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4CPS-260 Persistence and safety of calcitonin gene-related peptide inhibitors in chronic migraine
  1. L Carrasco Piernavieja,
  2. I Salvador Llana,
  3. B Sanchez Pascual,
  4. E Zhan Zhou,
  5. M Leal Alvarez,
  6. AM Duro Martinez,
  7. P Sanmartin Fenollera,
  8. M Perez Encinas
  1. Hospital Universitario Fundación Alcorcón, Hospital Pharmacy, Alcorcón, Spain


Background and importance Monoclonal antibodies against calcitonin gene-related peptide or its receptor (mAb-CGRP) offer improvements over available drugs in migraine prophylaxis. Safety and persistence are essential to achieve disease management goals.

Aim and objectives To assess the persistence and safety of mAb-CGRP in patients with chronic migraine in clinical practice.

Material and methods In this observational retrospective single-centre study, all patients with chronic migraine treated for at least 1 month with mAb-CGRP between December 2019 and September 2021 were included.

The primary outcome was first- and second-line persistence (patients treated less than 3 months were excluded), which was analysed using Kaplan–Meier survival curves and the log-rank test for comparison. Secondary outcomes were adverse effect rate and reasons for discontinuation.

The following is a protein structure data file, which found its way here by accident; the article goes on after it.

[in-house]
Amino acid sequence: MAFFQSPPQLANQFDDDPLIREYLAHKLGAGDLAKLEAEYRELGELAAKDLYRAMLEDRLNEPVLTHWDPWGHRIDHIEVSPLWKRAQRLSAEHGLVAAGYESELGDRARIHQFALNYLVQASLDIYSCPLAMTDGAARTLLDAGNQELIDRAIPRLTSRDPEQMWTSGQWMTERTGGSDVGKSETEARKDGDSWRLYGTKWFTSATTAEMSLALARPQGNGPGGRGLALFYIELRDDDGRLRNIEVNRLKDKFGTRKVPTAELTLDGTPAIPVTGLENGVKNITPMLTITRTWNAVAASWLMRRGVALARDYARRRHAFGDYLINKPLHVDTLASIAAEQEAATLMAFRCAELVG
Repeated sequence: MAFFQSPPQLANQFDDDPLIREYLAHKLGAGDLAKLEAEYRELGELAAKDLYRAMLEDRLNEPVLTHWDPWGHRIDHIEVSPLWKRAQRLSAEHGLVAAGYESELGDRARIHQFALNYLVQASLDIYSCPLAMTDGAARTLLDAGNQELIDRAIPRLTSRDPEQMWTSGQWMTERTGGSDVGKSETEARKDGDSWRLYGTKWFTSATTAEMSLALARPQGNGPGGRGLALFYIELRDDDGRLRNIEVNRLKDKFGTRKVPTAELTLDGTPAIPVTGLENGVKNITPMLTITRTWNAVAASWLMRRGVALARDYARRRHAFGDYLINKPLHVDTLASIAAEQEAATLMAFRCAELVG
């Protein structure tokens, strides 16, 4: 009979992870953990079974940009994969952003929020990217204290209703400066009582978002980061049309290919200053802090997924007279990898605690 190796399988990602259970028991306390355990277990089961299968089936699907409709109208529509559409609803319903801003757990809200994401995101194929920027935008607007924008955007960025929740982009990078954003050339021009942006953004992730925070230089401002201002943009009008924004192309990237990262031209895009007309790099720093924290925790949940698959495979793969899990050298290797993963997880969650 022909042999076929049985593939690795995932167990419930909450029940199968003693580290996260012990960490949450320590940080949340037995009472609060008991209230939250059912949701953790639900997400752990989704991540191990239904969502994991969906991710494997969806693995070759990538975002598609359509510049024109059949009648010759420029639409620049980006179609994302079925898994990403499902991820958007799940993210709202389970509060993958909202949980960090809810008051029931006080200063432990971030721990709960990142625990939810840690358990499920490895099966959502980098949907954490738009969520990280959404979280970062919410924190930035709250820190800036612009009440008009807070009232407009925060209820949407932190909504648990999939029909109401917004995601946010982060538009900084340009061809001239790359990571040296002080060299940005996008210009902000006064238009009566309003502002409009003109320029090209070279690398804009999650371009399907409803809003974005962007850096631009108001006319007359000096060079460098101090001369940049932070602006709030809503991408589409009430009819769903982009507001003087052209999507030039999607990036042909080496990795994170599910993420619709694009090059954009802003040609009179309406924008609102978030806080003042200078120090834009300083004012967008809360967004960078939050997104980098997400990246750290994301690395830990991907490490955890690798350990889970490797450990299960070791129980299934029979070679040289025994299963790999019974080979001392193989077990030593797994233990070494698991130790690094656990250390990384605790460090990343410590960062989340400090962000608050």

Variables collected were age, sex, number of migraines/month, previous treatments, mAb-CGRP type, start and discontinuation date, reasons for discontinuation, mAb-CGRP switching and adverse effects (AEs).

Results Ninety-four patients with median migraines/month of 14 (IQR 10–20) were included; median age: 50 years (IQR 44–58); 84.04% women. All patients received at least three previous preventive treatments: botulinum toxin (100%), tricyclic antidepressants (90.43%), neuromodulators (88.30%), calcium-channel blockers (64.89%), beta-blockers (59.57%) and others (21.28%).

Abstract 4CPS-260 Table 1

The main reason for discontinuation was ineffectiveness (80.77%). Other reasons were treatment ending, pregnancy, loss of follow-up and patient’s decision.

Median overall persistence for first- and second-line treatment was 13.6 months (95% CI 11.01 to 16.19) and 9.0 months (95% CI 4.61 to 13.39), respectively. Median persistence in first line for erenumab was 13.4 months (95% CI 10.94 to 15.86), for galcanezumab 15.3 months (95% CI 11.81 to 18.79) and fremanezumab was not reached (p>0.05). The 12-month overall persistence rates for first and second line were 67.04% and 52.10%, respectively (p>0.05).

AEs appeared in 21 patients: constipation (8.51%), injection-related headache (5.32%), fatigue/arthralgia (4.26%), injection-site reaction (4.26%), vertigo (2.13%) and menstrual disorders (2.13%). Other AEs were weight loss, insomnia and alopecia. One patient discontinued due to hypersensitivity.

Conclusion and relevance First- and second-line treatment with mAb-CGRP showed similar levels of persistence. First-line erenumab and galcanezumab also demonstrated the same results. The frequency of AEs is lower than reported in clinical trials, so we can conclude that mAb-CGRPs are safe drugs.

Conflict of interest No conflict of interest

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